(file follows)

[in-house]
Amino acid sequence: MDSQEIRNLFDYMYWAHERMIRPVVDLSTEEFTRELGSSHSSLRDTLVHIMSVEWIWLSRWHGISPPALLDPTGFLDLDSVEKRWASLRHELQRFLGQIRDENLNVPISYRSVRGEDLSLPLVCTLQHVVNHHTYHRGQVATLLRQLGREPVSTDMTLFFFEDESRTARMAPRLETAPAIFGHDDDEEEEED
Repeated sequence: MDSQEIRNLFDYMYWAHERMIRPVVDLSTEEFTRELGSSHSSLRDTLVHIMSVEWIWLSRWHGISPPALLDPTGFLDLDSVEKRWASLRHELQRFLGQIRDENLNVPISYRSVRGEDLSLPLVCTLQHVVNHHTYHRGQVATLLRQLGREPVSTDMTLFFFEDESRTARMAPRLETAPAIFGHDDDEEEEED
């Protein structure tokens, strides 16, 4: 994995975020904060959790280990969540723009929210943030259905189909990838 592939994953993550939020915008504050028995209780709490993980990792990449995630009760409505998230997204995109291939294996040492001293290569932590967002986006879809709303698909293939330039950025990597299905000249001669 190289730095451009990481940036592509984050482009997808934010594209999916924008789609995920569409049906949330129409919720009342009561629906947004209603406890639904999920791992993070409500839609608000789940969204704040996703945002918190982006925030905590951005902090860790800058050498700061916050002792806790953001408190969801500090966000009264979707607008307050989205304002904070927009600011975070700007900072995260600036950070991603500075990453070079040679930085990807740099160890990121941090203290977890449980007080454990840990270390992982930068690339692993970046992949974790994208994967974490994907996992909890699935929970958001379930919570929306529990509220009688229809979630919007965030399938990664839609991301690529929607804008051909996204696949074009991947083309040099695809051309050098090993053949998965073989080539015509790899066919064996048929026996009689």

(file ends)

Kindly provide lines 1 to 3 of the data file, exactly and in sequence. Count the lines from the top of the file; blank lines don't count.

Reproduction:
[in-house]
Amino acid sequence: MDSQEIRNLFDYMYWAHERMIRPVVDLSTEEFTRELGSSHSSLRDTLVHIMSVEWIWLSRWHGISPPALLDPTGFLDLDSVEKRWASLRHELQRFLGQIRDENLNVPISYRSVRGEDLSLPLVCTLQHVVNHHTYHRGQVATLLRQLGREPVSTDMTLFFFEDESRTARMAPRLETAPAIFGHDDDEEEEED
Repeated sequence: MDSQEIRNLFDYMYWAHERMIRPVVDLSTEEFTRELGSSHSSLRDTLVHIMSVEWIWLSRWHGISPPALLDPTGFLDLDSVEKRWASLRHELQRFLGQIRDENLNVPISYRSVRGEDLSLPLVCTLQHVVNHHTYHRGQVATLLRQLGREPVSTDMTLFFFEDESRTARMAPRLETAPAIFGHDDDEEEEED